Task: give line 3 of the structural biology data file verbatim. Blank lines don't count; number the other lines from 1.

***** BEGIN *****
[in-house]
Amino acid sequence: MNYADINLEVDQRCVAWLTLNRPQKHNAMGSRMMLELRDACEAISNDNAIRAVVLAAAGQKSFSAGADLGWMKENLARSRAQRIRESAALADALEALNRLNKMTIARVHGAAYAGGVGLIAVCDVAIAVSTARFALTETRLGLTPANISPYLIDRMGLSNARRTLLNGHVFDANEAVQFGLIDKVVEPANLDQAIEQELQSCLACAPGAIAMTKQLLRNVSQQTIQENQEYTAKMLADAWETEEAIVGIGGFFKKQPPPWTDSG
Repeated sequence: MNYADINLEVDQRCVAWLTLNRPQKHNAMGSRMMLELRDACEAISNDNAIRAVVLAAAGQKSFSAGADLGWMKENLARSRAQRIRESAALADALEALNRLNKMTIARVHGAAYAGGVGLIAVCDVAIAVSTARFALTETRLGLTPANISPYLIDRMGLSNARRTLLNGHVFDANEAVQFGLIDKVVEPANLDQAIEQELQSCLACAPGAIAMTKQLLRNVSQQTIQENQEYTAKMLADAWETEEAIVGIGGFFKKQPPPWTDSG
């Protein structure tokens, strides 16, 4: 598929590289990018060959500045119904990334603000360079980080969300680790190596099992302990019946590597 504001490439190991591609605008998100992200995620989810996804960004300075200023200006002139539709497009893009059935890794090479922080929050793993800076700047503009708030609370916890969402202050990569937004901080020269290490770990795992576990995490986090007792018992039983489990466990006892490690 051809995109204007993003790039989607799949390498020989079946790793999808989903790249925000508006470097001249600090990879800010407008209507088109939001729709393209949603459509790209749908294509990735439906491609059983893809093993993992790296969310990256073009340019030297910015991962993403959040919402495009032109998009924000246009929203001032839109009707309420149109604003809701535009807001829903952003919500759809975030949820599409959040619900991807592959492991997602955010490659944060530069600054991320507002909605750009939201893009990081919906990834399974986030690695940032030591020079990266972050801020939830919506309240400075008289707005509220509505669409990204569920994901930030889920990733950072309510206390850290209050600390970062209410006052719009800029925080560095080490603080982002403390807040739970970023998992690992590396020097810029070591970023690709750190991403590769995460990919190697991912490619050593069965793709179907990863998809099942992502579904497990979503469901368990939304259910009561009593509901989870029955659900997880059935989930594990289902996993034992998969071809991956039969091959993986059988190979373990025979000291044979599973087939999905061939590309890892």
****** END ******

Repeated sequence: MNYADINLEVDQRCVAWLTLNRPQKHNAMGSRMMLELRDACEAISNDNAIRAVVLAAAGQKSFSAGADLGWMKENLARSRAQRIRESAALADALEALNRLNKMTIARVHGAAYAGGVGLIAVCDVAIAVSTARFALTETRLGLTPANISPYLIDRMGLSNARRTLLNGHVFDANEAVQFGLIDKVVEPANLDQAIEQELQSCLACAPGAIAMTKQLLRNVSQQTIQENQEYTAKMLADAWETEEAIVGIGGFFKKQPPPWTDSG